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Switch Galaxy Ultra (Vita) artwork

Switch Galaxy Ultra (Vita) review


"This game would work better as a webcomic."


It's always sad when you're enjoying a game and it just kind of falls apart.

I liked Switch Galaxy Ultra quite a bit at first. It opens with a short comic book to introduce you to its story, and it is immediately clear that this is a game with personality. More episodes in the life of main character Vince Vance are revealed through subsequent comics that are unlocked as you play, and in a surprising twist for a comic found in a video game, they're legitimately good. The art is nice and detailed and the writing is amusing. If you're like me, you'll want to keep playing just to unlock more comics.

Switch Galaxy Ultra (Vita) image


For a while, that seems like a good idea. Switch Galaxy Ultra is a pseudo-racing game. You're not actually trying to beat anyone in particular to the finish line. Rather, your goal is to switch lanes on a space highway to avoid obstacles while gradually gaining speed. Halfway through each level, you'll reach a short stretch with no obstacles and free movement. These areas each contain ten Tantalum orbs. Collect as many as you can and avoid hitting any more obstacles until the end of the course, and you'll get to keep them.

This is all well and good at first. Switching lanes works as a core mechanic, and new obstacles and tools are gradually introduced as you reach new levels. You can upgrade your vehicle, or buy new ones. You'll come across items that allow you to pass through certain colour-coded obstacles, or syphon credits (for buying upgrades) from enemy ships. Branching paths can lead to riches or obstacles, depending on your luck. These elements are introduced gradually as you unlock new levels, which you probably won't do for very long.

Switch Galaxy Ultra (Vita) image


This is where Switch Galaxy Ultra trips over itself. You need Tantalum to unlock new levels. The required amount of Tantalum is low at first. Just playing casually will be enough to get you through the first couple of chapters. Before long, though, you'll start to hit walls. The maximum amount of Tantalum you can get from a single stage is 10 units. To get all 10, you need to play the second half of the stage perfectly. Don't miss a single unit when harvesting them, and don't hit anything on your way to the goal. The amount of Tantalum available is 10 times the number of stages that are open at any given time. This is a problem when you need 150 to progress and there are only 18 playable levels behind you. You'll need to play most of those stages perfectly, or near perfectly, in terms of avoiding obstacles. Your options here are to either play these stages again and again and again, until you are completely sick of them, or play through them once, carefully.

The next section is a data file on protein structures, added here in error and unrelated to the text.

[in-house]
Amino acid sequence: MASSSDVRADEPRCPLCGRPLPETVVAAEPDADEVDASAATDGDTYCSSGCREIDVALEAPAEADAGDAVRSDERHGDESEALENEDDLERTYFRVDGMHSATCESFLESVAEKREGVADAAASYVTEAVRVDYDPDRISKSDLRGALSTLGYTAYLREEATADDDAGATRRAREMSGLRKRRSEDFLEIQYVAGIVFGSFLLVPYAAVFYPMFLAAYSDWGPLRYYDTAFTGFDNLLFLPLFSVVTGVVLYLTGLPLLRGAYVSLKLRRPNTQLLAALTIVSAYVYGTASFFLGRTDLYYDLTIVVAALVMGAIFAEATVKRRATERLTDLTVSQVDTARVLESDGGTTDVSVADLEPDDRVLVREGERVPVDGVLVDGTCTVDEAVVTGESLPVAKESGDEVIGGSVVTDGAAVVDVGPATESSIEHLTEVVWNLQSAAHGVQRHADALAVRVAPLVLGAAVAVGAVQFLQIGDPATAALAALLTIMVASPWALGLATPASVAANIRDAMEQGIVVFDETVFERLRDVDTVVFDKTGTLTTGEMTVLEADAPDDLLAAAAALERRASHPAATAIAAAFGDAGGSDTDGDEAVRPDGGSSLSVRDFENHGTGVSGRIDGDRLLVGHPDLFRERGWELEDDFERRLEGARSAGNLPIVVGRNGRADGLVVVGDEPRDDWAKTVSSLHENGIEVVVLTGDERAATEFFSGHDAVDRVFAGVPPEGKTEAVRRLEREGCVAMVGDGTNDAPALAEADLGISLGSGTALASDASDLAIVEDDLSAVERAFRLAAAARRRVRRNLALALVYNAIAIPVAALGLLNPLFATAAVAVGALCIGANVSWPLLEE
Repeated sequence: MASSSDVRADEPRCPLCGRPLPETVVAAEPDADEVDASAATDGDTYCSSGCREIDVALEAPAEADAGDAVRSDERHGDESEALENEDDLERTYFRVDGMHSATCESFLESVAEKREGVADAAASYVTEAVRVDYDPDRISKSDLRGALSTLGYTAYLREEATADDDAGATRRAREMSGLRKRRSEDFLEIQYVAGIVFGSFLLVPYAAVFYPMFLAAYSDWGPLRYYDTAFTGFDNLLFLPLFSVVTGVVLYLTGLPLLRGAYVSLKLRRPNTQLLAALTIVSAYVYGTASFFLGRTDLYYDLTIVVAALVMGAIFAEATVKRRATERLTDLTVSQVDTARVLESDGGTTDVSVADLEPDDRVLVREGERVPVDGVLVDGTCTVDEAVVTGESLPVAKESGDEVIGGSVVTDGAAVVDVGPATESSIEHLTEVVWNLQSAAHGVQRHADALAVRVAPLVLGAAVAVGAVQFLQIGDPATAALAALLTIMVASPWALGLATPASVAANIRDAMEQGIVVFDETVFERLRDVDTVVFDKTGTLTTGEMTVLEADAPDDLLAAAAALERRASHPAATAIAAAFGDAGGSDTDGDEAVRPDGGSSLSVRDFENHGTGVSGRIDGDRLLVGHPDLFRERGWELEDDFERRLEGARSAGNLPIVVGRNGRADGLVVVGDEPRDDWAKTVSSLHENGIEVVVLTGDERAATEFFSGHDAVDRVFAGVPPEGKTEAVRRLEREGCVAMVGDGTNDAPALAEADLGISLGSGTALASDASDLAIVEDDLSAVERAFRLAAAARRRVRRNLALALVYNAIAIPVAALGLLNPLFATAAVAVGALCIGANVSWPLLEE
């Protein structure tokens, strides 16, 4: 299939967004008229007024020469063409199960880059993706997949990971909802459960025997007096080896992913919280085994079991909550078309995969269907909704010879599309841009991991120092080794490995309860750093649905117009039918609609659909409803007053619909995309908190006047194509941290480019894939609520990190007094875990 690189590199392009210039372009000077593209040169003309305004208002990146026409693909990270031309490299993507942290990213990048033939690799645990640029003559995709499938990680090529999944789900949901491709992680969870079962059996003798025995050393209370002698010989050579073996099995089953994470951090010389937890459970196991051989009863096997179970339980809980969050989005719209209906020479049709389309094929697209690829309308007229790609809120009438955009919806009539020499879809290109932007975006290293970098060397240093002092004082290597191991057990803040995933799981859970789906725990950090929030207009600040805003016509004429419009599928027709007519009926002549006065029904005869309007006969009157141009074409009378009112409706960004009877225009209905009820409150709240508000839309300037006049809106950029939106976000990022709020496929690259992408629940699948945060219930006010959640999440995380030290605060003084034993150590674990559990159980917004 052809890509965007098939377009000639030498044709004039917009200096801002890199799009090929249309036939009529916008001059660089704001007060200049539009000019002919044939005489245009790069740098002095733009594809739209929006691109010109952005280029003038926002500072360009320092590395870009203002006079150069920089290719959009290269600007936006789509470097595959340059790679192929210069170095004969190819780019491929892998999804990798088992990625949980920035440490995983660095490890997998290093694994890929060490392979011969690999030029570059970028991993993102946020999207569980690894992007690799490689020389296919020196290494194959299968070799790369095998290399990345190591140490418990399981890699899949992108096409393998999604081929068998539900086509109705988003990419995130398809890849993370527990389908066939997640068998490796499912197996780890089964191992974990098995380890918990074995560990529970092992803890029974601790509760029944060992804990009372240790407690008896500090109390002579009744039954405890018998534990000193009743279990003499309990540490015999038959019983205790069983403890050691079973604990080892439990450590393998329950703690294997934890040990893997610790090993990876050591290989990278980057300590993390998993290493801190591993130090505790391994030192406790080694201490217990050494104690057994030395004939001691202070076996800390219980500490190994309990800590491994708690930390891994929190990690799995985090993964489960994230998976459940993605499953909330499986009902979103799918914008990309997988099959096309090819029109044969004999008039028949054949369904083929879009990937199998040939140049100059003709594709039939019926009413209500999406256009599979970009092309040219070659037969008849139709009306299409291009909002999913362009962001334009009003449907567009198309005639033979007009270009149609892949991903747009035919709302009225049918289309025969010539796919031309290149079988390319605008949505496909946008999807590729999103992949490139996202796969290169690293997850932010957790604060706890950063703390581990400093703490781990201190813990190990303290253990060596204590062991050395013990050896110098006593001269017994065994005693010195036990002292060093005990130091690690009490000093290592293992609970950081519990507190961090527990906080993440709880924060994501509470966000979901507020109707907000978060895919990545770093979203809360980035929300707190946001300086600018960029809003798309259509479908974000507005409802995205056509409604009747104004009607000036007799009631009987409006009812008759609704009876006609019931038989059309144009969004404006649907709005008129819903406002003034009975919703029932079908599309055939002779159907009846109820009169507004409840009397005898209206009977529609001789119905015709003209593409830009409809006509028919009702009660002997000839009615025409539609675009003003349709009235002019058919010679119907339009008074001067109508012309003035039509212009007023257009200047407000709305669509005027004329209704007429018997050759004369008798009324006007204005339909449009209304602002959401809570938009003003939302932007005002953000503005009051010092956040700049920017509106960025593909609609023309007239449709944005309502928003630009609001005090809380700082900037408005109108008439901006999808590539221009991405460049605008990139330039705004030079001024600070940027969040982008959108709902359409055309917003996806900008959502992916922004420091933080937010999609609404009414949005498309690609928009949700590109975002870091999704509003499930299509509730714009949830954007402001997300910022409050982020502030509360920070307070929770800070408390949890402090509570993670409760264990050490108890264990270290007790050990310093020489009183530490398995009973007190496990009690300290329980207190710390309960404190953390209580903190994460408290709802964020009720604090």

So, you'll start to take your time. Hit the brakes. Don't upgrade your ship. Hit obstacles on purpose early on and don't hit any boosts. Slowly and boringly creep through stages, because otherwise you'll likely never make any progress. This is, of course, not fun at all. You're rewarded with low clear times and credits for going fast, but you're rewarded with actual progress through the game for going slow.

Switch Galaxy Ultra (Vita) image


It's frustrating. The game is actually a good bit of fun when you don't have to worry about every little hit you take. The pumping soundtrack and sleek sci-fi visuals are enjoyable and the sense of speed is effective. It's just this one stupid mechanic that brings the entire experience down. Nothing of value would be lost if the Tantalum was removed from the game entirely. Let me focus on speed and clear times. Set a maximum clear time to be met in order to progress. Give me a reason not to drive head first into every wall I see. Early stages give you a taste of what Switch Galaxy Ultra might have been. If only the game wasn't such a strict gatekeeper for most of its content.

3/5

Roto13's avatar
Staff review by Rhody Tobin (May 12, 2015)

Rhody likes to press the keys on his keyboard. Sometimes the resulting letters form strings of words that kind of make sense when you think about them for a moment. Most times they're just random gibberish that should be ignored. Ball-peen wobble glurk.

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